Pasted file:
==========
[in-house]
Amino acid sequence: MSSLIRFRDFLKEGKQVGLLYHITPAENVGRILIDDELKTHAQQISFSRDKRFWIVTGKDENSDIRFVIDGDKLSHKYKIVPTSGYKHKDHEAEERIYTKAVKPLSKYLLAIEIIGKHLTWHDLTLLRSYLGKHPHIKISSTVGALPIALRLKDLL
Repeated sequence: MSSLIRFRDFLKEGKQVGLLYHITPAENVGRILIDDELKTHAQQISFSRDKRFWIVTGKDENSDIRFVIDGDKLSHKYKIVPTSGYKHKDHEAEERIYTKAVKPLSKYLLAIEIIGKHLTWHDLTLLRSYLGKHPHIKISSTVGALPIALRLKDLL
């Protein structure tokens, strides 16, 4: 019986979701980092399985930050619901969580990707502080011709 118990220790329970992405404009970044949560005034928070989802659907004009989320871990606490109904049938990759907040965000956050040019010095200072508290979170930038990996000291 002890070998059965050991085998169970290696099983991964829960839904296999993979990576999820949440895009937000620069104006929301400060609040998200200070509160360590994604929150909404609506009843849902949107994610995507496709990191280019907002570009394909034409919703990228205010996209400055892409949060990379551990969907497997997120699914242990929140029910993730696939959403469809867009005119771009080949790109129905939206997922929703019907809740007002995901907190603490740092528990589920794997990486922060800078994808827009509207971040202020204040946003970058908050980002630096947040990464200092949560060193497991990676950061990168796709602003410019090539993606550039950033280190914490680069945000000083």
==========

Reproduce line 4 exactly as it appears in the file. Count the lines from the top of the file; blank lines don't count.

């Protein structure tokens, strides 16, 4: 019986979701980092399985930050619901969580990707502080011709 118990220790329970992405404009970044949560005034928070989802659907004009989320871990606490109904049938990759907040965000956050040019010095200072508290979170930038990996000291 002890070998059965050991085998169970290696099983991964829960839904296999993979990576999820949440895009937000620069104006929301400060609040998200200070509160360590994604929150909404609506009843849902949107994610995507496709990191280019907002570009394909034409919703990228205010996209400055892409949060990379551990969907497997997120699914242990929140029910993730696939959403469809867009005119771009080949790109129905939206997922929703019907809740007002995901907190603490740092528990589920794997990486922060800078994808827009509207971040202020204040946003970058908050980002630096947040990464200092949560060193497991990676950061990168796709602003410019090539993606550039950033280190914490680069945000000083």